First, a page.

Understand - people

Singapore prides itself on being a multi-ethnic state and, despite its small size, it has diverse cultures. The Singaporeans make up two thirds of the population. The largest group are the Chinese (about 75%), with the largest subgroups being the Hokkien, Teochew, and Cantonese speakers, with Mandarin serving as the lingua franca of the community. Other notable dialect groups among the Chinese are the Hakkas, Hainans, and Foochows. The Malays, made up of descendants of the original people of Singapore as well as migrants from what is now Malaysia, Indonesia and Brunei, make up about 14% of all Singaporeans. Indians make up about 9% of the population. Among the Indians, the Tamils ​​form by far the largest group, although there are also significant numbers of speakers of other Indian languages ​​such as Hindi, Malayalam, and Punjabi. The rest is a mix of many other cultures, most notably the Eurasians who are of mixed European and Asian ancestry, and also the Peranakans or Strait Chinese who are of mixed Chinese and Malay ancestry.
Singapore has always been an open country, and at least a third of its population has come from elsewhere. They range from Burmese to Japanese to Thais and many others. There are also large numbers of Filipinos, many of whom work in the service industry or as domestic helpers. Crowds of happily smiling and clapping Filipinas can be seen in public places, one of which is a mall called Lucky Plaza along Orchard Road, where they spend their only day off on Sundays. However, a significant increase in immigration from China and India has led to a simmering dissatisfaction and an increase in the number of speakers who only speak Mandarin.
Singapore is religiously diverse, no religious group forms a majority, and freedom of religion is guaranteed in the constitution. Buddhism is the largest religion, around a third of the population declares themselves to be Buddhists. Other religions that exist in significant numbers are Christianity, Islam, Hinduism, and Taoism. In addition to the "big five" there are also a much smaller number of Sikhs, Zoroastrians, Jews, Baha'is and Jains. Around 17% of Singaporeans say they do not belong to any religion.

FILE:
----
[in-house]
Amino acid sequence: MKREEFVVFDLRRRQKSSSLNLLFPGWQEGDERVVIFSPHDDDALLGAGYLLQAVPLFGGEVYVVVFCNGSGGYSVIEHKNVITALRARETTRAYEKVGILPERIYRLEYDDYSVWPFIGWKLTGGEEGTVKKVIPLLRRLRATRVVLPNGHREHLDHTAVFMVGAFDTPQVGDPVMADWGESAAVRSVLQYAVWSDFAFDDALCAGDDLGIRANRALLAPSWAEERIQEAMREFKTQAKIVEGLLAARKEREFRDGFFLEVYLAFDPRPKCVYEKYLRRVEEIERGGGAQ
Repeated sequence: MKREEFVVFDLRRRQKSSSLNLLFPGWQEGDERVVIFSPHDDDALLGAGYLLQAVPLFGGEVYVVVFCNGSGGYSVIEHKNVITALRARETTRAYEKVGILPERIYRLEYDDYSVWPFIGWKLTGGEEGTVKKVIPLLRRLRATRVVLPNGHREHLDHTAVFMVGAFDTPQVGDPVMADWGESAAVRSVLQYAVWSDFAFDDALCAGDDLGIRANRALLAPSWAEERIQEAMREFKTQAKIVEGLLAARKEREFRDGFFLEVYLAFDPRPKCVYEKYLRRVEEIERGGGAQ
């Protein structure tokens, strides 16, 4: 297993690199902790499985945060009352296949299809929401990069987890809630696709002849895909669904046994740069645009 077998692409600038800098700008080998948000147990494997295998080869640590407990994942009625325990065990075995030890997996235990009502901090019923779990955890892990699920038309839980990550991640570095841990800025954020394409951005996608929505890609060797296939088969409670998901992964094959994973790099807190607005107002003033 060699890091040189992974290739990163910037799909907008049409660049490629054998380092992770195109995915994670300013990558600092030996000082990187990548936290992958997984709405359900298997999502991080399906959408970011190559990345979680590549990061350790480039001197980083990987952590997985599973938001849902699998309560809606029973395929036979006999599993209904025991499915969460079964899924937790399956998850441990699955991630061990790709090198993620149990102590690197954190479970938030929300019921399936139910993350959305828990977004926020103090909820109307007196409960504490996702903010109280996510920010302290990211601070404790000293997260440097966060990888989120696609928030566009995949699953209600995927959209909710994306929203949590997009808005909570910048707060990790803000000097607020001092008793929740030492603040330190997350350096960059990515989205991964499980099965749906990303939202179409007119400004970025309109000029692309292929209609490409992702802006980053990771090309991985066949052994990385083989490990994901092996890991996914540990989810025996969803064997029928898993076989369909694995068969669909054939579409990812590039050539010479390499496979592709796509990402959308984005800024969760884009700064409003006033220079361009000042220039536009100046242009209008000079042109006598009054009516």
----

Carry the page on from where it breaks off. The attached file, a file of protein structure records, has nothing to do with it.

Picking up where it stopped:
What is the weather and climate like in Singapore? What is the weather like in Singapore all year round?

Since Singapore is 1.17 degrees north of the equator, the weather is usually sunny with no distinct seasons. Rain falls almost daily throughout the year, mostly in sudden, heavy showers that rarely last more than an hour. However, most of the precipitation falls during the northeast monsoons (November to January), with the occasional prolonged rainy season. Spectacular thunderstorms can occur at any time of the day all year round, so it is advisable to always have an umbrella with you, both as a shade from the sun and as a cover from the rain.
Between May and October, forest fires in neighboring Sumatra can also cause dense haze, although this is unpredictable and comes and goes quickly: check with the National Environmental Agency for current conditions.
The average temperature is around:
32 ° C (86 ° F) during the day, 25 ° C (76 ° F) at night in December and January.
33 ° C (90 ° F) during the day, 26 ° C (81 ° F) at night for the rest of the year.
Singapore's lowest temperature ever recorded was 19.4 ° C and was recorded in 1934.
The high temperatures and humidity, combined with the lack of wind and the fact that temperatures stay high during the night, can put a heavy strain on visitors from colder parts of the world. Keep in mind that being outdoors for more than an hour or so can be very stressful, especially when combined with moderate exercise. Singaporeans themselves shy away from the heat, and for good reason. Many live in air-conditioned apartments, work in air-conditioned offices, take the air-conditioned subway to air-conditioned shopping centers, which are connected by subway tunnels, where they shop, eat and move to air-conditioned health clubs. Follow their example if you want to avoid the inconvenience of Singapore's scorching heat and humidity.

Understanding - Units of Measure

Singapore is completely metric for the most part, but two holdovers from the British imperial system are property sizes, which are still measured in square feet, and dress sizes, which are still measured in inches.

Understanding - Politics

Singapore is a parliamentary republic modeled on the British Westminster system, although the Parliament of Singapore, unlike the British bicameral parliament, only has a single popularly elected house with 89 seats.
The president serves as the head of state of Singapore and is elected by the people every six years, although the constitution requires that presidential candidates have served as government ministers or as CEO or chairman of the board of a large corporation for a substantial amount of time before they can stand for election , effectively limiting the number of people who are eligible to run for president. The current president is Halimah binti Yacob, who was sworn in as the first female president of Singapore in September 2017. The president's role is largely ceremonial, with the prime minister having the greatest authority in government.